Elon Musk is nothing if not audacious. In the last few years he's launched rockets into space, made electric vehicles cool with Tesla Motors , and guided SolarCity to dominance in the residential solar market.
What's incredible is that Musk is just getting his feet wet. Over the next half decade he's planning to transform Tesla and SolarCity into manufacturing powerhouses. The scale of what he's trying to do is unprecedented in clean energy and may change the way we think about energy for the next century.
Tesla Motors will soon build its own batteries for vehicles like the Model S. Photo credit: The Motley Fool.
Musk's $10 billion bet on clean energy
Tesla's Gigafactory has gotten most of the attention from the media recently, but it's not the only audacious project Musk is undertaking. SolarCity recently bought Silevo , a solar panel manufacturer that Musk and Co. plan to turn into one of the largest solar manufacturers in the world.
When his plans for Tesla and SolarCity are complete, Musk will be investing up to $10 billion in the future of electric vehicles and solar energy. Some of that money may come from partners like Panasonic for the Gigafactory, but the sheer scale is incredible considering the nascent stage of both industries.
Below, you can see some details on Musk's planned investments. SolarCity hasn't released a budget for Silevo but if we use competitors' capital expenditures per megawatt we can estimate around a $0.50 per watt cost for the facilities.
Silevo panel manufacturing
1 GW in 2 years10 GW+ in less than a decade
~$300 million initially$5 billion to build 10 GW
Source: Tesla and SolarCity news releases and the author's own calculations.
Can Musk's bets pay off?
Few would bet against Elon Musk today, but it's worth noting the positive and negative of what he's trying to do.
The Gigafactory will transform Tesla from an electric vehicle company to a battery manufacturer, and that industry has a questionable history at best. The goal for Tesla Motors is to be able to reduce costs to a level that will make electric vehicles more accessible to a larger market. But that's not without risk.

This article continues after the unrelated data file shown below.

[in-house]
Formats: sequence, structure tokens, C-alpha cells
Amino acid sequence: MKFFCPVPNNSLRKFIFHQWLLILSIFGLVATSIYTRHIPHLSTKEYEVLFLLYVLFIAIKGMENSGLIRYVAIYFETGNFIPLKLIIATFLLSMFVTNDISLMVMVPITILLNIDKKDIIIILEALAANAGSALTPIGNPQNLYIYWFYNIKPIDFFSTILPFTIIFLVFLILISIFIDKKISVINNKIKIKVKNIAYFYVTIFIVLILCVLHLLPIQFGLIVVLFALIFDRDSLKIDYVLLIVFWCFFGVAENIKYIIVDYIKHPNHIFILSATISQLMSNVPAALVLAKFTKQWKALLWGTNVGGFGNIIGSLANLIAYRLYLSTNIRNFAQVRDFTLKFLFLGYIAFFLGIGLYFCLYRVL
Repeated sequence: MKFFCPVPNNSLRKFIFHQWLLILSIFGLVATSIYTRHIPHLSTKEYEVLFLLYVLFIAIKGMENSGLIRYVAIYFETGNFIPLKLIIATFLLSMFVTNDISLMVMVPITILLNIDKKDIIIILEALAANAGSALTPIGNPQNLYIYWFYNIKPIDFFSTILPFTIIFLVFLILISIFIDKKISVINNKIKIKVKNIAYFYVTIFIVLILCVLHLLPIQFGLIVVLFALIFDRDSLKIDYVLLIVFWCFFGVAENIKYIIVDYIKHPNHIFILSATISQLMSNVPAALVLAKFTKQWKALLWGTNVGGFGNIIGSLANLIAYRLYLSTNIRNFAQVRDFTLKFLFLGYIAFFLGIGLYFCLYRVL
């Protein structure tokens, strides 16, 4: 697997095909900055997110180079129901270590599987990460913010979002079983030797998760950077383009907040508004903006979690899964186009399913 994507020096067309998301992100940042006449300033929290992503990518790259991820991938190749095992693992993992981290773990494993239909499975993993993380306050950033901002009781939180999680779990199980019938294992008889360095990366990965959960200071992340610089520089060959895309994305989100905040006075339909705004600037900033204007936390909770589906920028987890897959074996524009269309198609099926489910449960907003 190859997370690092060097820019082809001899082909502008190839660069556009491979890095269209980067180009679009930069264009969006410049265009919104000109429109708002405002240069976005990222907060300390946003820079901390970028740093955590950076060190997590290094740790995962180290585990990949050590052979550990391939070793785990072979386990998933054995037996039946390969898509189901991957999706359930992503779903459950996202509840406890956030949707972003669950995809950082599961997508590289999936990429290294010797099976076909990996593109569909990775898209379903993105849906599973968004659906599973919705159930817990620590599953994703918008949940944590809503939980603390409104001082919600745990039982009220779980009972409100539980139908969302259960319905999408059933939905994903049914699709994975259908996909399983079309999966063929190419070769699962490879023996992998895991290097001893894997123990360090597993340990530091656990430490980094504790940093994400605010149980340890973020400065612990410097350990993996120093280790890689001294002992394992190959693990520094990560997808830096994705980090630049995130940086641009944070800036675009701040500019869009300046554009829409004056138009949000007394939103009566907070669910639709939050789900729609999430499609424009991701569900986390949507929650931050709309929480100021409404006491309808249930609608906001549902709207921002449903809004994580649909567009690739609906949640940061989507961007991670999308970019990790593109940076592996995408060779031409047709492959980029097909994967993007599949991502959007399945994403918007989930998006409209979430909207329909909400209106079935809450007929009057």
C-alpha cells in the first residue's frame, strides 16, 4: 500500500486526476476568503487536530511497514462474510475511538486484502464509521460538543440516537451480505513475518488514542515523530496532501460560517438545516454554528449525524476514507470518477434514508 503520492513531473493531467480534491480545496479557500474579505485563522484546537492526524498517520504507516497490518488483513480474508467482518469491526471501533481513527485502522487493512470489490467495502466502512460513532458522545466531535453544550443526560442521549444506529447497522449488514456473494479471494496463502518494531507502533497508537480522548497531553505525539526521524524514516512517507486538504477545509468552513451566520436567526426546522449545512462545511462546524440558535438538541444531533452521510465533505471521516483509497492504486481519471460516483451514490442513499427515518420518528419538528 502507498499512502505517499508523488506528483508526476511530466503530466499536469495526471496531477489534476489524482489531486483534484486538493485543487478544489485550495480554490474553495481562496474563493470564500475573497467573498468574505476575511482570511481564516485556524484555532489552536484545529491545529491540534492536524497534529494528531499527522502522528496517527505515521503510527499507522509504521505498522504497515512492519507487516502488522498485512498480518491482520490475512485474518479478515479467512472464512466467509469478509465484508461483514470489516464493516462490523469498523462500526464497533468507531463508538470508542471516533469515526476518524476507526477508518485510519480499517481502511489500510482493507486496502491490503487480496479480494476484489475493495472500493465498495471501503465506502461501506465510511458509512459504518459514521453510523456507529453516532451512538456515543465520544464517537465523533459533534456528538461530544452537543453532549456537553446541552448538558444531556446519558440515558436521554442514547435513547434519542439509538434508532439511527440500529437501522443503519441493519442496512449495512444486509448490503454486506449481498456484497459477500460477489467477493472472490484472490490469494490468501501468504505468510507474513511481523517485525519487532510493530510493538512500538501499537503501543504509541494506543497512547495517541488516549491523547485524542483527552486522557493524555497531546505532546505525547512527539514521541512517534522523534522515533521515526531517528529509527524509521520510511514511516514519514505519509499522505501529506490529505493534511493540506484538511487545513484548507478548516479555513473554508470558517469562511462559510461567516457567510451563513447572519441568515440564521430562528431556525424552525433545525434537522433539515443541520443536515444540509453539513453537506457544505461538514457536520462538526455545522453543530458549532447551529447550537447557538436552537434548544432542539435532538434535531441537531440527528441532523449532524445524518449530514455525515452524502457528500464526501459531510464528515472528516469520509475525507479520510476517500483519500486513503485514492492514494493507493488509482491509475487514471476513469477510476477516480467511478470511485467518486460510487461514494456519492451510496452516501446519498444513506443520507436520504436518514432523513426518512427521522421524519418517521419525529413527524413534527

In the last few years, A123 Systems , Ener1 , Exide , International Battery , and Xtreme Power have all gone bankrupt chasing energy storage or electric vehicles. Tesla has the internal demand to succeed, but it's no guarantee.
SolarCity will also be using batteries from the Gigafactory for energy storage systems like this one. Source: SolarCity.
Solar is potentially more challenging because technology changes quickly and few companies have been able to generate a long-term competitive advantage with their own panels. Musk admits that the solar market is currently very oversupplied, which keeps prices for commodity panels low. He's betting on a boom in demand that will lead to a shortage of panels, and while that has happened in the past in solar, it's a market dynamic that has never lasted long because competitors quickly rush to build supply.
There's also technology and execution risk to consider. SolarCity and Silevo say they can produce panels with higher efficiency and similar costs to competitors, but Silevo's technology has never been proven at scale. If you wonder how hard it is scaling up a huge solar plant just remember one word -- Solyndra.
Foolish bottom line
Musk isn't someone I would bet against, but the sheer scale of what he's trying to do in very young and risky industries is huge. Investors putting their dollars behind him are betting that he can transform into a large manufacturer in not one, but two industries simultaneously. If he can, Musk will cement his legacy as one of our generation's greatest innovators.
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The article Elon Musk Making an Audacious and Risky $10 Billion Bet originally appeared on Fool.com.
Travis Hoium has no position in any stocks mentioned. The Motley Fool recommends SolarCity and Tesla Motors. The Motley Fool owns shares of SolarCity and Tesla Motors. Try any of our Foolish newsletter services free for 30 days . We Fools may not all hold the same opinions, but we all believe that considering a diverse range of insights makes us better investors. The Motley Fool has a disclosure policy .
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